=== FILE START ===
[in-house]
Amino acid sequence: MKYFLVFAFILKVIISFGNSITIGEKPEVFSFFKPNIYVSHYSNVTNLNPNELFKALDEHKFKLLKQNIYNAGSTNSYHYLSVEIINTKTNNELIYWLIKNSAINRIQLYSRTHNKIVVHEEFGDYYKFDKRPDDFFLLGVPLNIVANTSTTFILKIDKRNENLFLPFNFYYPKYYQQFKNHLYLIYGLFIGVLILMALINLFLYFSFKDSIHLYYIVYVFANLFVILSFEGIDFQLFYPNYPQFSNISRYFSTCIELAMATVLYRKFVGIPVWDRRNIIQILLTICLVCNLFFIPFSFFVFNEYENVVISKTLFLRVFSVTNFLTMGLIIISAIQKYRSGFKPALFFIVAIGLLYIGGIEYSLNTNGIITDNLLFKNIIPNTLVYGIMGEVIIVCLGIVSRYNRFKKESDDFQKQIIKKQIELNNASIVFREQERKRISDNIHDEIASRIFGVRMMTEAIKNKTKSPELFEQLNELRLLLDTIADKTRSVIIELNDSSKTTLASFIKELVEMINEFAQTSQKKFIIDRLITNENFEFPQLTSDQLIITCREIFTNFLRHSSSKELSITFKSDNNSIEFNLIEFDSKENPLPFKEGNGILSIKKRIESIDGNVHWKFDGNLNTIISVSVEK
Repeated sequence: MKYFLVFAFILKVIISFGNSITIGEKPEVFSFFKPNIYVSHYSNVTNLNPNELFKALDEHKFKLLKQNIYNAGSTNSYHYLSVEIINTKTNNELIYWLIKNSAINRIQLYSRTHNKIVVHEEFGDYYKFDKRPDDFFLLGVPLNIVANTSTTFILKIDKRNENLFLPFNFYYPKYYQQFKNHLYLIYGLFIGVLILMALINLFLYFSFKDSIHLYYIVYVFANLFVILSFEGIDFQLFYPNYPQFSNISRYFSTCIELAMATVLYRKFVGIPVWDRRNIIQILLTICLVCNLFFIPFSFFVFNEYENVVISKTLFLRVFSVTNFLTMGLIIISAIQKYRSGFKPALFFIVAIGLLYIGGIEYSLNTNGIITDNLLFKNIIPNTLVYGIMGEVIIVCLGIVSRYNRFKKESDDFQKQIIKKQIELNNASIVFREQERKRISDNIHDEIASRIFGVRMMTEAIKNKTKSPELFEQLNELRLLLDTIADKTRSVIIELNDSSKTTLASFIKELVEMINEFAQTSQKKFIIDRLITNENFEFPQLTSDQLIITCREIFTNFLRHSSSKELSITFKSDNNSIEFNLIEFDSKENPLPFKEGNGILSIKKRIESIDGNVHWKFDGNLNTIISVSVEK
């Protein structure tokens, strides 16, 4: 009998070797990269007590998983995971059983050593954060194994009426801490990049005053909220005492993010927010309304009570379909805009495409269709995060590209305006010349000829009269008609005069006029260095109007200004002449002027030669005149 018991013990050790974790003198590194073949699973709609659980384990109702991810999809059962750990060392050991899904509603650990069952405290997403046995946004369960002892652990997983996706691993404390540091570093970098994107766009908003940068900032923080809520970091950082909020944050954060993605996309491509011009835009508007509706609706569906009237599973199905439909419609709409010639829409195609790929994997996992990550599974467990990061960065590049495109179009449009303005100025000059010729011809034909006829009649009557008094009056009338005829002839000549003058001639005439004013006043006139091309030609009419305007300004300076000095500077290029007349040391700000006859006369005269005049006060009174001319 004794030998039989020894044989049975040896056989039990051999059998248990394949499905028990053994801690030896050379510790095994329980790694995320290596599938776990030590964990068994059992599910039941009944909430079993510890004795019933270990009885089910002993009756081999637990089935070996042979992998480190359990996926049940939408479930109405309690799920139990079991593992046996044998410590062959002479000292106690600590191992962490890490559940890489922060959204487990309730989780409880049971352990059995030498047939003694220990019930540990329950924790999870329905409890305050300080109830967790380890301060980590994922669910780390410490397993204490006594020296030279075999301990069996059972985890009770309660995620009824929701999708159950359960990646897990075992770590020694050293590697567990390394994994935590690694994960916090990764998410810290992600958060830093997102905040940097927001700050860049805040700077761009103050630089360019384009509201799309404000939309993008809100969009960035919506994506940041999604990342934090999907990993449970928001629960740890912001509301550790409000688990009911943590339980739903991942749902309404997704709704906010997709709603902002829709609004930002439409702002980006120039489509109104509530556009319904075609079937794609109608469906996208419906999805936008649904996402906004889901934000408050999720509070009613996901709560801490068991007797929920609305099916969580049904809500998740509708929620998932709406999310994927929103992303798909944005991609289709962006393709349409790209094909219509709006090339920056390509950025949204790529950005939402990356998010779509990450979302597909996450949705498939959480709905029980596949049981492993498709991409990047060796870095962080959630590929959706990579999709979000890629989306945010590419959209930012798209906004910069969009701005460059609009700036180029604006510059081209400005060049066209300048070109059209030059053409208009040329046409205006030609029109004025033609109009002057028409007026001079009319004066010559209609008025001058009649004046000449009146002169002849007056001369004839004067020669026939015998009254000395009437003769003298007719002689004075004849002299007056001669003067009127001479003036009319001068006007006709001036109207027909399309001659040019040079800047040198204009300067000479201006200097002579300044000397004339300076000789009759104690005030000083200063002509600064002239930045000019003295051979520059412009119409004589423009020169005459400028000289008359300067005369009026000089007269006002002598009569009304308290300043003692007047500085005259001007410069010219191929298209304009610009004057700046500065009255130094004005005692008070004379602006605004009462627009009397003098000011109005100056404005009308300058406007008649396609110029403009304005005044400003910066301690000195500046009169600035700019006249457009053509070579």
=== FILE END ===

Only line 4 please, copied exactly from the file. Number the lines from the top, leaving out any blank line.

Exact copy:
């Protein structure tokens, strides 16, 4: 009998070797990269007590998983995971059983050593954060194994009426801490990049005053909220005492993010927010309304009570379909805009495409269709995060590209305006010349000829009269008609005069006029260095109007200004002449002027030669005149 018991013990050790974790003198590194073949699973709609659980384990109702991810999809059962750990060392050991899904509603650990069952405290997403046995946004369960002892652990997983996706691993404390540091570093970098994107766009908003940068900032923080809520970091950082909020944050954060993605996309491509011009835009508007509706609706569906009237599973199905439909419609709409010639829409195609790929994997996992990550599974467990990061960065590049495109179009449009303005100025000059010729011809034909006829009649009557008094009056009338005829002839000549003058001639005439004013006043006139091309030609009419305007300004300076000095500077290029007349040391700000006859006369005269005049006060009174001319 004794030998039989020894044989049975040896056989039990051999059998248990394949499905028990053994801690030896050379510790095994329980790694995320290596599938776990030590964990068994059992599910039941009944909430079993510890004795019933270990009885089910002993009756081999637990089935070996042979992998480190359990996926049940939408479930109405309690799920139990079991593992046996044998410590062959002479000292106690600590191992962490890490559940890489922060959204487990309730989780409880049971352990059995030498047939003694220990019930540990329950924790999870329905409890305050300080109830967790380890301060980590994922669910780390410490397993204490006594020296030279075999301990069996059972985890009770309660995620009824929701999708159950359960990646897990075992770590020694050293590697567990390394994994935590690694994960916090990764998410810290992600958060830093997102905040940097927001700050860049805040700077761009103050630089360019384009509201799309404000939309993008809100969009960035919506994506940041999604990342934090999907990993449970928001629960740890912001509301550790409000688990009911943590339980739903991942749902309404997704709704906010997709709603902002829709609004930002439409702002980006120039489509109104509530556009319904075609079937794609109608469906996208419906999805936008649904996402906004889901934000408050999720509070009613996901709560801490068991007797929920609305099916969580049904809500998740509708929620998932709406999310994927929103992303798909944005991609289709962006393709349409790209094909219509709006090339920056390509950025949204790529950005939402990356998010779509990450979302597909996450949705498939959480709905029980596949049981492993498709991409990047060796870095962080959630590929959706990579999709979000890629989306945010590419959209930012798209906004910069969009701005460059609009700036180029604006510059081209400005060049066209300048070109059209030059053409208009040329046409205006030609029109004025033609109009002057028409007026001079009319004066010559209609008025001058009649004046000449009146002169002849007056001369004839004067020669026939015998009254000395009437003769003298007719002689004075004849002299007056001669003067009127001479003036009319001068006007006709001036109207027909399309001659040019040079800047040198204009300067000479201006200097002579300044000397004339300076000789009759104690005030000083200063002509600064002239930045000019003295051979520059412009119409004589423009020169005459400028000289008359300067005369009026000089007269006002002598009569009304308290300043003692007047500085005259001007410069010219191929298209304009610009004057700046500065009255130094004005005692008070004379602006605004009462627009009397003098000011109005100056404005009308300058406007008649396609110029403009304005005044400003910066301690000195500046009169600035700019006249457009053509070579």